Barbera: Indigenous to the most prominent wine region of Italy, Piedmonte, Barbera makes two styles of wine: youthful, lively, with sour-cherry flavor, or oak-aged, complex, with darker fruit, toast, spices notes. The latter is meant for aging with the maturity bringing out the best of its characteristics.

Cabernet Sauvignon: Bordeaux and California are the largest planting and production regions for the King of Red Wines. The different approach in these two regions is that in Bordeaux, Cabernet Sauvignon is almost always blended with other regional grapes, while many California producers make varietal Cabernet Sauvignon wines. The advantage of the Californian winemakers is the reliable weather, while the weather in Bordeaux dictates the quality and thus the “vintage” is so much talked about when it comes to Bordeaux reds.

Cabernet Franc: Cabernet Franc’s charms are in its fragrant aromas rich with red berries, blackcurrant leaves, and herbaceous notes, and approachable styles of tannins. With the right terroir – combined elements of the natural environment, for examples, Napa and Sonoma, Cabernet Franc could produce dark fruit, well-structured and complex full-bodied single varietal wine.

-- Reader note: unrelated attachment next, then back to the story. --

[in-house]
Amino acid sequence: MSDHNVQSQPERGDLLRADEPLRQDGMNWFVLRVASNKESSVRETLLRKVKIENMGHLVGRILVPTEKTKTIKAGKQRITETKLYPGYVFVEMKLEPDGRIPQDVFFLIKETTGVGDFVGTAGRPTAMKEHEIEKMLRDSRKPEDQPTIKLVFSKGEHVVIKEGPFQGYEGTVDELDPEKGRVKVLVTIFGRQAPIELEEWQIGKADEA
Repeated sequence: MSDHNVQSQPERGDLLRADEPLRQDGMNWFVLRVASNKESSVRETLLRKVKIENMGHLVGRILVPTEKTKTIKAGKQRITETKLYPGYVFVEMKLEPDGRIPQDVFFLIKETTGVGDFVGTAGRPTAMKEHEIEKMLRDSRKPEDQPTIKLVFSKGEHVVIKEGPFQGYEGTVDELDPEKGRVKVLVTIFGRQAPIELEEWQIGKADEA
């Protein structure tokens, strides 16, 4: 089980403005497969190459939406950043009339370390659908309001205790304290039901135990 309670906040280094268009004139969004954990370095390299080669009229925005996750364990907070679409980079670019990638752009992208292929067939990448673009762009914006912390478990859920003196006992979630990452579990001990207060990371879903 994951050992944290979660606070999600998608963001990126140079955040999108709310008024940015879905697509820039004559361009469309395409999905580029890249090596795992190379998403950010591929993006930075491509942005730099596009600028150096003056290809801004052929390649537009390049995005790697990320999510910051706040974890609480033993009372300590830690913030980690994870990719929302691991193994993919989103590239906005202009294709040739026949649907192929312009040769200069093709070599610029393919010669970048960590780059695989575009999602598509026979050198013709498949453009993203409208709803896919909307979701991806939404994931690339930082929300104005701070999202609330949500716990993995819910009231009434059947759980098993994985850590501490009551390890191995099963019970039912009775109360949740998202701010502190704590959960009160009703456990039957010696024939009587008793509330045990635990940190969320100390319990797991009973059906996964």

Carmenère: Originated in the Bordeaux region of France as a blending grape but never playing a major role, Carmenère has found its stage to shine in Chile as a single varietal wine. Well, there was a little hiccup when it was mistaken to be Merlot in the vineyard and made into wines labeled Merlot, but that confusion has since then be cleared. The Chilean Carmenère offers velvety texture, low acidity and almost-sweet fruit flavors, as long as the grapes are ripen properly, not harvested unripe.